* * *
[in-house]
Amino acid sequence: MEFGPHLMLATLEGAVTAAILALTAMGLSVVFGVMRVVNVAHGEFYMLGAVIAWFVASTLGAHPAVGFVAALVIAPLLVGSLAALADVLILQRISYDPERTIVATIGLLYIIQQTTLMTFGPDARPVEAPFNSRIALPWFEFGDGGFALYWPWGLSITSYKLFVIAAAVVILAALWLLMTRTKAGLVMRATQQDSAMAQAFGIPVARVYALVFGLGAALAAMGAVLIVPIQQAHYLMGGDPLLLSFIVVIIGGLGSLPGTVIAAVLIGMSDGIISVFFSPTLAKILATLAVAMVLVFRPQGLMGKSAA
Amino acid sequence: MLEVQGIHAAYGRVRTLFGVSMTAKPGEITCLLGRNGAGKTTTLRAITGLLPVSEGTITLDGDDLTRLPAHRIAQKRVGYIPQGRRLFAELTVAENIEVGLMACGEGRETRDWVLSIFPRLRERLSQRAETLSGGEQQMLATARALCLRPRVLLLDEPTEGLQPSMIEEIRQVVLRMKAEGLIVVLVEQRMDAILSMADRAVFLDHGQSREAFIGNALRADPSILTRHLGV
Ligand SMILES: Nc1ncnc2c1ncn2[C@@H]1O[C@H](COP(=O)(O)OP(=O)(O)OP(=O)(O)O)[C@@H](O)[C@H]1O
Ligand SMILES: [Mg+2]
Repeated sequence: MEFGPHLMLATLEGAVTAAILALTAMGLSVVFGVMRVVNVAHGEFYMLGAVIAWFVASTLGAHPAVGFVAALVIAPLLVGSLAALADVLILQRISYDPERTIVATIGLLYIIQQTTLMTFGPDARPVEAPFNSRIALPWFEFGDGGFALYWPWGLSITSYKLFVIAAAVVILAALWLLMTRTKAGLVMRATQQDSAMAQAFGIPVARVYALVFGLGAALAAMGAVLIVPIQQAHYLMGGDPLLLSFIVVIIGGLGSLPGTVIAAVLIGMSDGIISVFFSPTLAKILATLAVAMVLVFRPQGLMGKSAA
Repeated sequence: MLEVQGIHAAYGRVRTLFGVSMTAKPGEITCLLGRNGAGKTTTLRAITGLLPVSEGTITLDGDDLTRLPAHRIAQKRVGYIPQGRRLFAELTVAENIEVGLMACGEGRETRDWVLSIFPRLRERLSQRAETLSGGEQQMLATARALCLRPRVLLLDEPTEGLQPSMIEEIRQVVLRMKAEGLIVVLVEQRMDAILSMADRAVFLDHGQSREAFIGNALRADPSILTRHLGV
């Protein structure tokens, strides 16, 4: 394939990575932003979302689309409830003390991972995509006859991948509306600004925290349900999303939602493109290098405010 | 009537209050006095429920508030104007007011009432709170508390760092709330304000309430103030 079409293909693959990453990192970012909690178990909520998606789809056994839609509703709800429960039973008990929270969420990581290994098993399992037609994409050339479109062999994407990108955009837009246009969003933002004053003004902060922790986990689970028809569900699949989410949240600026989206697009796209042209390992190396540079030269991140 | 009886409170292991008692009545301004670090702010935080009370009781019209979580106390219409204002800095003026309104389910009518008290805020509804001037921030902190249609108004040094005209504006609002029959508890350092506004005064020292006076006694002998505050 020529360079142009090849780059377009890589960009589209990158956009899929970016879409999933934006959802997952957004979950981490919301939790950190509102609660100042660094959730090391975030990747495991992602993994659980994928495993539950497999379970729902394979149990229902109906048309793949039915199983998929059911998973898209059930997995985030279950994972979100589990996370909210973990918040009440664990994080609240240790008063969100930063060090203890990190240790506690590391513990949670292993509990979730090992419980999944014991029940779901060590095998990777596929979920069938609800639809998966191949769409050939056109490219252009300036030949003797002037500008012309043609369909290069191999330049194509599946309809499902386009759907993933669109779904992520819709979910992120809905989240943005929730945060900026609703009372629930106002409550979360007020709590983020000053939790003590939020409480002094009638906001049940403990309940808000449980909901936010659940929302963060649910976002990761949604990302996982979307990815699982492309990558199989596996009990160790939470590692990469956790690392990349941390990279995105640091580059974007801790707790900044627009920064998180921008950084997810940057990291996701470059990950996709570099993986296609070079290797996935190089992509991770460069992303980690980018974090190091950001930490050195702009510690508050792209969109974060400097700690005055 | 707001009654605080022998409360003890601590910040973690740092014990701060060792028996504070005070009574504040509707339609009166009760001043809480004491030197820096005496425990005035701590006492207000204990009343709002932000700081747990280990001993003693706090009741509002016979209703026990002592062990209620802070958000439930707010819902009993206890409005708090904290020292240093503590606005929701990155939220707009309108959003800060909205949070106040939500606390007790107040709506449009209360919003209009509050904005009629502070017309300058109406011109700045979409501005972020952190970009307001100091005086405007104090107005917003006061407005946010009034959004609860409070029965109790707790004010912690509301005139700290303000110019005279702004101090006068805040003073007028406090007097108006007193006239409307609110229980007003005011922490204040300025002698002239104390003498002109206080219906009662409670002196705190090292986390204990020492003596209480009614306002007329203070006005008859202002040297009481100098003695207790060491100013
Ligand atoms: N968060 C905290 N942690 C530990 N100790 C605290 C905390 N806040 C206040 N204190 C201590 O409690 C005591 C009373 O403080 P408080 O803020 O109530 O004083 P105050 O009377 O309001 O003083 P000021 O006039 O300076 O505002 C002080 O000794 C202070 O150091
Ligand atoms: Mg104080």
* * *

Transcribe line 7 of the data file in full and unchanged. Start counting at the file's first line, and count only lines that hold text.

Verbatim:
Repeated sequence: MLEVQGIHAAYGRVRTLFGVSMTAKPGEITCLLGRNGAGKTTTLRAITGLLPVSEGTITLDGDDLTRLPAHRIAQKRVGYIPQGRRLFAELTVAENIEVGLMACGEGRETRDWVLSIFPRLRERLSQRAETLSGGEQQMLATARALCLRPRVLLLDEPTEGLQPSMIEEIRQVVLRMKAEGLIVVLVEQRMDAILSMADRAVFLDHGQSREAFIGNALRADPSILTRHLGV